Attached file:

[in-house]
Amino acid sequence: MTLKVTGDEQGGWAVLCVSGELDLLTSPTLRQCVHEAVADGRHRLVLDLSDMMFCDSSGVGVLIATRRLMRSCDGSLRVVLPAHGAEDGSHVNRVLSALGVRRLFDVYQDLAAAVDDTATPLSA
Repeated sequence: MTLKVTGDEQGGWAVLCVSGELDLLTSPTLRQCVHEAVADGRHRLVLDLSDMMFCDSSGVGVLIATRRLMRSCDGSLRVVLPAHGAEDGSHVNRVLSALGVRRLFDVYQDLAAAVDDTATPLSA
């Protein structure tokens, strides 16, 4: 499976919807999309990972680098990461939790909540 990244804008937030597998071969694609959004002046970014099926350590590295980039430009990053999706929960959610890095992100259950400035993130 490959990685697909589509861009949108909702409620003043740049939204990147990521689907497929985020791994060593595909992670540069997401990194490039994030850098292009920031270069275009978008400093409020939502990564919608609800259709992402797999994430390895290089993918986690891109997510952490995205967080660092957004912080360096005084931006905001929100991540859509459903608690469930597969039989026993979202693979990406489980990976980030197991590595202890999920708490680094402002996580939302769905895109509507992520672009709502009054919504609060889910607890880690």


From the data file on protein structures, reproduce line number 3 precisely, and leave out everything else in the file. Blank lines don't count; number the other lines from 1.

Repeated sequence: MTLKVTGDEQGGWAVLCVSGELDLLTSPTLRQCVHEAVADGRHRLVLDLSDMMFCDSSGVGVLIATRRLMRSCDGSLRVVLPAHGAEDGSHVNRVLSALGVRRLFDVYQDLAAAVDDTATPLSA